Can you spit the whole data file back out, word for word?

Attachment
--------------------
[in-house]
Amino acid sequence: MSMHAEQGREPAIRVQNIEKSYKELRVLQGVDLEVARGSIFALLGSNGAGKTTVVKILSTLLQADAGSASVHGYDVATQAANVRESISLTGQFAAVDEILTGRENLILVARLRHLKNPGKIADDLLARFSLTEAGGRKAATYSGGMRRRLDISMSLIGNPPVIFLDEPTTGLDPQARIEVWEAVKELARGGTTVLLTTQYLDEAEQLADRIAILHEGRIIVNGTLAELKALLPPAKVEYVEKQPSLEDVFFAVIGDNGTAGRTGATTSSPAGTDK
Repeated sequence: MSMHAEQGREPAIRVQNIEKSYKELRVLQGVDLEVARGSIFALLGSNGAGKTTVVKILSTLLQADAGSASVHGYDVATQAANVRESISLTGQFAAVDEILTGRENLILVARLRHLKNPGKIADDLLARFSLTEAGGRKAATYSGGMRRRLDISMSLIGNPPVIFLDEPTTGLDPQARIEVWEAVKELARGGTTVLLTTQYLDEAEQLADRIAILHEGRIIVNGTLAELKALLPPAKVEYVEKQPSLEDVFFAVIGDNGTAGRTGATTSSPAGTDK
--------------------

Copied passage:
[in-house]
Amino acid sequence: MSMHAEQGREPAIRVQNIEKSYKELRVLQGVDLEVARGSIFALLGSNGAGKTTVVKILSTLLQADAGSASVHGYDVATQAANVRESISLTGQFAAVDEILTGRENLILVARLRHLKNPGKIADDLLARFSLTEAGGRKAATYSGGMRRRLDISMSLIGNPPVIFLDEPTTGLDPQARIEVWEAVKELARGGTTVLLTTQYLDEAEQLADRIAILHEGRIIVNGTLAELKALLPPAKVEYVEKQPSLEDVFFAVIGDNGTAGRTGATTSSPAGTDK
Repeated sequence: MSMHAEQGREPAIRVQNIEKSYKELRVLQGVDLEVARGSIFALLGSNGAGKTTVVKILSTLLQADAGSASVHGYDVATQAANVRESISLTGQFAAVDEILTGRENLILVARLRHLKNPGKIADDLLARFSLTEAGGRKAATYSGGMRRRLDISMSLIGNPPVIFLDEPTTGLDPQARIEVWEAVKELARGGTTVLLTTQYLDEAEQLADRIAILHEGRIIVNGTLAELKALLPPAKVEYVEKQPSLEDVFFAVIGDNGTAGRTGATTSSPAGTDK